2013 - 2014 LEGISLATURE
October 18, 2013 - Introduced by Representatives Nygren, Petryk, Bernier, Krug,
Nerison, Tranel, Born, Czaja, Endsley, Jagler, Kapenga, Kaufert,
Kleefisch, Knodl, Knudson, LeMahieu, Marklein, Murphy, Mursau,
Murtha, A. Ott, Petersen, Ripp, Swearingen, Strachota, Tauchen, Tittl,
Berceau, Bernard Schaber, Bewley, Doyle, Genrich, Kahl, Kolste,
Johnson, Richards and Smith, cosponsored by Senators Harsdorf,
L. Taylor, Darling, Jauch, Gudex, Grothman, T. Cullen, Ellis, Leibham,
Kedzie, Petrowski, Lazich, Miller, Erpenbach, Schultz, Hansen and Risser.
Referred to Committee on Health.
1An Act to amend
450.19 (2) (b); and to create
450.11 (1b) and 450.11 (9) (bm) 2
of the statutes; relating to: identification presentation and monitoring for
3certain prescription drugs.
Analysis by the Legislative Reference Bureau
Under current law, a drug, or controlled substance, is classified in one of five
separate schedules. The classification is based on 1) whether there is a currently
accepted medical use for the drug; 2) the drug's potential for abuse; and 3) the nature
of the dependence that use of the drug may produce. Controlled substances that have
a high potential for abuse and no currently accepted medical use are included in
Schedule I. Controlled substances that have an accepted medical use and that have
the lowest potential for abuse and produce the least dependence when compared with
other controlled substances are included in Schedule V. In general, a Schedule I
controlled substance may not be dispensed, even with a prescription. A Schedule II,
III, or IV controlled substance may be dispensed, but only with a prescription. Any
person who dispenses a Schedule II, III, or IV controlled substance without a
prescription is guilty of a felony, the level of which depends on the classification of
the controlled substance. Under this bill, a Schedule II or III controlled substance
may not be dispensed unless the person who is picking up the drug shows his or her
identification card. Acceptable forms of identification are a driver's license, a state
identification card, a U.S. uniformed service card, or a U.S. passport.
Current law requires the Pharmacy Examining Board (PEB) to establish a
program to monitor the dispensing of certain prescription drugs, including Schedule
II and III controlled substances and other drugs identified by the PEB as having a
high potential for abuse. The program requires pharmacists or persons who
prescribe prescription drugs to generate records documenting the dispensing of
prescription drugs. The bill requires a pharmacist or other person who dispenses a
Schedule II or III controlled substance to record the name on the identification card
of the person to whom the controlled substance is dispensed.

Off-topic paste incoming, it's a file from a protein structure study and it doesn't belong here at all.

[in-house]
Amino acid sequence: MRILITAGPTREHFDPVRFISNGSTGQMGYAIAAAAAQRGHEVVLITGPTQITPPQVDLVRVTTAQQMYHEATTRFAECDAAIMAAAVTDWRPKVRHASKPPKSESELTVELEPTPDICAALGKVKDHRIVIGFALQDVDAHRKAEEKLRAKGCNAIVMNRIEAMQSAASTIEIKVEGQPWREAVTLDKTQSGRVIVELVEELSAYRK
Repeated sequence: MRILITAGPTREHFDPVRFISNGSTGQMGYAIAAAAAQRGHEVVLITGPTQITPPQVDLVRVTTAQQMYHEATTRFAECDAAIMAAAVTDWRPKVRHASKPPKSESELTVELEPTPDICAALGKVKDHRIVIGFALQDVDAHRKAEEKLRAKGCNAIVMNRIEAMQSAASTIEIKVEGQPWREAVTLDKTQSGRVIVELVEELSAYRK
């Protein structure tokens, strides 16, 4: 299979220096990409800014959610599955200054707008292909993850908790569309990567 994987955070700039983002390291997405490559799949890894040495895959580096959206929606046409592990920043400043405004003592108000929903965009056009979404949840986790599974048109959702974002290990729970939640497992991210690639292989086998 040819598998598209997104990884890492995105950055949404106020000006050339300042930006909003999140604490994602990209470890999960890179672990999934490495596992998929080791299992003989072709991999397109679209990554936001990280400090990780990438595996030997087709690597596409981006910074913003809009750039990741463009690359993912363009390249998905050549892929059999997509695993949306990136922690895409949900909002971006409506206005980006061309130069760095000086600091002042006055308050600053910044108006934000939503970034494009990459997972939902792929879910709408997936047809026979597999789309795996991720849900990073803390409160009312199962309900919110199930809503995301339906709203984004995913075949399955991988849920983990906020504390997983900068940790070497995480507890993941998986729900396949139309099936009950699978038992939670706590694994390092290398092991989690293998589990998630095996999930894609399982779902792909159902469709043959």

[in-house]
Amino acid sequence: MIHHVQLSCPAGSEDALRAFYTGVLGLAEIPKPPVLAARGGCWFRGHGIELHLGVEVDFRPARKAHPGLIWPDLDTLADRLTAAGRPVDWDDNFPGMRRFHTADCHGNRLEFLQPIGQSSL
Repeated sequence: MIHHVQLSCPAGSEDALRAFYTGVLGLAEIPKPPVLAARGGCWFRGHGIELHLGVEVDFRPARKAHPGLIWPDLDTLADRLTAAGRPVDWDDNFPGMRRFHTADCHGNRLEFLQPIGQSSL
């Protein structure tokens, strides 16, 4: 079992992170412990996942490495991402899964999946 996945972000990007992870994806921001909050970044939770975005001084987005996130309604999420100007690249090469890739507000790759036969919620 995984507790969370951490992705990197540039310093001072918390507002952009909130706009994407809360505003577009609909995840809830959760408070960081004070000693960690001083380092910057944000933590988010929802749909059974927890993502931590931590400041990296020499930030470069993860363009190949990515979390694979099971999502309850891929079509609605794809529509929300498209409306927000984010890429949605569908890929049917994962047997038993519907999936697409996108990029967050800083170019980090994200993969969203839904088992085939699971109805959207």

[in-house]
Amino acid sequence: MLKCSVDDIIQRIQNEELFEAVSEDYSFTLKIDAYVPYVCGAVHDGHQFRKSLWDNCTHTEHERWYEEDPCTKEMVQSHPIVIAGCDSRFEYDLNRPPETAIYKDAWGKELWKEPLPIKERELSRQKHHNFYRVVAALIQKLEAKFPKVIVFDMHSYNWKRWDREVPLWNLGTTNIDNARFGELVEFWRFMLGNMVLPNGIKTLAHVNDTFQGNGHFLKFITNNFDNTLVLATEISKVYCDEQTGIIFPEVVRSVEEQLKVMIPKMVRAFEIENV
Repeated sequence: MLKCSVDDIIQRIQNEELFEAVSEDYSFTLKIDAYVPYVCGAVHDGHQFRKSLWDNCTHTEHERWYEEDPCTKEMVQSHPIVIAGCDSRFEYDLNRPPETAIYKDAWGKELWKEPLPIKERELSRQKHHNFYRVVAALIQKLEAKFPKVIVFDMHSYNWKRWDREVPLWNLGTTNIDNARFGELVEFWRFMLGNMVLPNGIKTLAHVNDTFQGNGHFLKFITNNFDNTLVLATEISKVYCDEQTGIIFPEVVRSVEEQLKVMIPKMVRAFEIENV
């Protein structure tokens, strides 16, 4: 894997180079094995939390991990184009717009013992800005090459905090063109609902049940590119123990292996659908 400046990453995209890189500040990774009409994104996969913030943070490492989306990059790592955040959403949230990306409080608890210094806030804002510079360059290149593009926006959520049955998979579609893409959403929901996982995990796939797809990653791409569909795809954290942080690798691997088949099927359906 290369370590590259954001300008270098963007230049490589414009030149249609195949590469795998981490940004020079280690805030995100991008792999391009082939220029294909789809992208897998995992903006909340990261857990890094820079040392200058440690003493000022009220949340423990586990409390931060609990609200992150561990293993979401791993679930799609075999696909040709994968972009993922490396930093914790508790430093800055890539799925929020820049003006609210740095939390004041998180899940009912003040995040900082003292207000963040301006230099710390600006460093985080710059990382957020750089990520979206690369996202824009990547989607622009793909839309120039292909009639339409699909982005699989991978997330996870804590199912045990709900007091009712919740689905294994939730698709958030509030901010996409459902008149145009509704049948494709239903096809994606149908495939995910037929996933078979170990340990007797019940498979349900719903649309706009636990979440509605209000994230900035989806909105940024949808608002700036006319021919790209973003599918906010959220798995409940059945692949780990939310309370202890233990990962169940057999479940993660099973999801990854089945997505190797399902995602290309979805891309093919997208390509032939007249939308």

For further information see the state fiscal estimate, which will be printed as
an appendix to this bill.
The people of the state of Wisconsin, represented in senate and assembly, do
enact as follows:
450.11 (1b) of the statutes is created to read:
450.11 (1b) Identification card required for certain controlled substances. 3
(a) In this subsection, "identification card" means any of the following:
1. An operator's license issued under ch. 343.
2. An identification card issued under s. 343.50.
3. An identification card issued by a U.S. uniformed service.
4. A U.S. passport.
(b) Except when administered or dispensed directly to the ultimate user by a 9
practitioner, a controlled substance included in schedule II or III of ch. 961 may not 10
be dispensed, and may not be delivered to a representative of the ultimate user, 11
without an identification card belonging to the person to whom the drug is being 12
dispensed or delivered.
(c) If the person to whom a drug subject to par. (b) is being delivered is not the 14
ultimate user of the drug, the person delivering the drug may ask the ultimate user 15
of the drug to designate a person who is authorized to pick up the drug on behalf of 16
the ultimate user and may inform the person to whom the drug is being delivered 17
that his or her identification is being recorded under s. 450.19.
(d) A pharmacist is immune from any civil or criminal liability and from 2
discipline under s. 450.10 for any act taken by the pharmacist in reliance on an 3
identification card that the pharmacist reasonably believed was authentic and 4
displayed the name of the person to whom the drug was being delivered if the sale 5
was made in good faith.
450.11 (9) (bm) of the statutes is created to read:
(bm) A violation of sub. (1b) is not punishable under par. (a) or (b).
450.19 (2) (b) of the statutes is amended to read:
(b) Identify specific data elements, including the name on any
10identification card presented under s. 450.11 (1b),
to be contained in a record 11
documenting the dispensing of a prescription drug. In identifying specific data 12
elements, the board shall consider data elements identified by similar programs in 13
other states and shall ensure, to the extent possible, that records generated by the 14
program are easily shared with other states.